Key Concepts About Deciding Which NHANES III Variables to Include

Your analysis will require a subset of the variables available in NHANES III. To decide which variables are needed in your analysis, you need to review the survey documentation. The survey documentation for each component is slightly different. Survey documentation for:

These files, as well as the survey documentation for other components, are available on the NHANES III Data Files - Documentation/Codebook and SAS Code page for NHANES III Series 11. Within the data documentation files there are several main sections (refer to the documentation file Table of Contents).  Each documentation file contains the same introductory sections on survey description, guidelines, and data preparation and procedures.  The documentations files also contain a data file index, and data file item description, codes, counts and notes that are specific to that data file (e.g. Laboratory data).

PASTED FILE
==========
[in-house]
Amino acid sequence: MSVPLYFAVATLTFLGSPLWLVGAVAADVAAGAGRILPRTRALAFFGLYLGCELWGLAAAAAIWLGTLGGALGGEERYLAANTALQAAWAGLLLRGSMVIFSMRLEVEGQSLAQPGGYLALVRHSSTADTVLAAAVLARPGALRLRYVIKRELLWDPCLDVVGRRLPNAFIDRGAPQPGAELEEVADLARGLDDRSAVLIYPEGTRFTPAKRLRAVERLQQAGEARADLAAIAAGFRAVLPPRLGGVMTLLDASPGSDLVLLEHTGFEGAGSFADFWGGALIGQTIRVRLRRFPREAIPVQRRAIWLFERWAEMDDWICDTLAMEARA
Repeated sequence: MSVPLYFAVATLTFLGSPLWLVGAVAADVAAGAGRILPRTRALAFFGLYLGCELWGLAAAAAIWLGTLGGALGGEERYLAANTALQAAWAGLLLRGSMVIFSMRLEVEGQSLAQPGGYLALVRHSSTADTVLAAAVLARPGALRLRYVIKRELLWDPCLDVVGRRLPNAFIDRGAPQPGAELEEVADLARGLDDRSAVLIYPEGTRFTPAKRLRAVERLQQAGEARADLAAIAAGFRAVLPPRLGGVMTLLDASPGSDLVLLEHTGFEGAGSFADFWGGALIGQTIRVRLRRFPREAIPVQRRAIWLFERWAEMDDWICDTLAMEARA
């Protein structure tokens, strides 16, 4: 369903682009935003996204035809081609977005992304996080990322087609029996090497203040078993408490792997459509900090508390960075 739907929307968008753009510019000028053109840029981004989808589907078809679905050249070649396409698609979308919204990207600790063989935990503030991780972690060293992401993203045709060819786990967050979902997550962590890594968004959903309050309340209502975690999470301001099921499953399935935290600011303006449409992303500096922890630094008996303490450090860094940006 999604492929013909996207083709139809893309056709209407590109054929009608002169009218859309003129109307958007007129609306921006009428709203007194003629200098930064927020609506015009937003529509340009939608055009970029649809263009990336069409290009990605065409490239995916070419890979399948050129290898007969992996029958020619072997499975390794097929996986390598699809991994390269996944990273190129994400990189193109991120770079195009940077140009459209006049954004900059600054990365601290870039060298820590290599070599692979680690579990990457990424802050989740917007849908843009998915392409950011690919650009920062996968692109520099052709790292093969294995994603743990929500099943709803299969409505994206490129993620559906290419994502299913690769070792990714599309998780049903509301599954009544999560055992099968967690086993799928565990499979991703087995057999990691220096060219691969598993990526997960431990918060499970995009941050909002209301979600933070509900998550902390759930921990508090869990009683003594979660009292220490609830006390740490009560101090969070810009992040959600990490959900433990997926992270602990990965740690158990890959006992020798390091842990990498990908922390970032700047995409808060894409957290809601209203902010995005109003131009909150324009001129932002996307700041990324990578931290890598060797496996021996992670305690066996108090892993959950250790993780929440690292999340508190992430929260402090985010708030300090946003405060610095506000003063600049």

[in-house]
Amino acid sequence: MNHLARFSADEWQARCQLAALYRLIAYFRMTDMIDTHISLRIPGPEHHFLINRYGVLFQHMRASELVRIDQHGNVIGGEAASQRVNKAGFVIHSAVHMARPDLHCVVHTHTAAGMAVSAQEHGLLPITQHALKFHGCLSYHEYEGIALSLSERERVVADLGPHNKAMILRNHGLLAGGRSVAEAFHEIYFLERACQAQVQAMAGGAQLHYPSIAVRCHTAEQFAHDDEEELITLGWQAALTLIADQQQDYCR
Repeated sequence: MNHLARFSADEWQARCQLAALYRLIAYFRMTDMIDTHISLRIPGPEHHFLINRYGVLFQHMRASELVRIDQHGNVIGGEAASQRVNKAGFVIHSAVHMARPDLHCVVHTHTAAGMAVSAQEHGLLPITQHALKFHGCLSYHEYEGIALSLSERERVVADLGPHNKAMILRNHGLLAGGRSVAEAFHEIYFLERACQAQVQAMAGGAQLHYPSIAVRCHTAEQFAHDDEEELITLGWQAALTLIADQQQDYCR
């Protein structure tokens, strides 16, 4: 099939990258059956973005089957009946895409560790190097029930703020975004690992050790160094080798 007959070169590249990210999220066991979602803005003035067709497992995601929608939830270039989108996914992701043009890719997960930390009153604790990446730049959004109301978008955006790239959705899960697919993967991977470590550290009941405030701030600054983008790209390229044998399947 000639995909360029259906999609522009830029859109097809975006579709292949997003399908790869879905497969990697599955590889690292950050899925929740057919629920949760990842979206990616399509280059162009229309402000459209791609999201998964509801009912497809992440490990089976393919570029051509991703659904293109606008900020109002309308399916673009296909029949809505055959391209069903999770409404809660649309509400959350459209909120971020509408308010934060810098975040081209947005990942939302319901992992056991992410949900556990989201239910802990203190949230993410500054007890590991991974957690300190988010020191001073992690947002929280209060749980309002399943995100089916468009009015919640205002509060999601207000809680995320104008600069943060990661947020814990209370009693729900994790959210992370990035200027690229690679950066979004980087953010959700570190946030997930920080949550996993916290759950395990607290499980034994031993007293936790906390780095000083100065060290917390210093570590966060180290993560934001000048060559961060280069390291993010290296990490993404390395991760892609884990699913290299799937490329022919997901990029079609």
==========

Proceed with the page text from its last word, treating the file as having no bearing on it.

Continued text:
The survey documentation files are Adobe Acrobat PDF files. Use the search feature to speed up your search for variables relevant to your analysis. Read the documentation for each "hit" in your search results carefully though as not every result returned will be relevant to your analysis.

For example, assume you are preparing for an analysis using blood pressure variables, and search the examination survey documentation file for "blood pressure." Some blood pressure questions are used to assess dietary patterns.  There are multiple measures of blood pressure as well as an averaged measure. These are in the main collection of standardized blood pressure measurements conducted on all eligible participants aged 5 years and older in the Physician's Exam section of the survey. You will need to decide which blood pressure examination variables you would want to use in your analysis.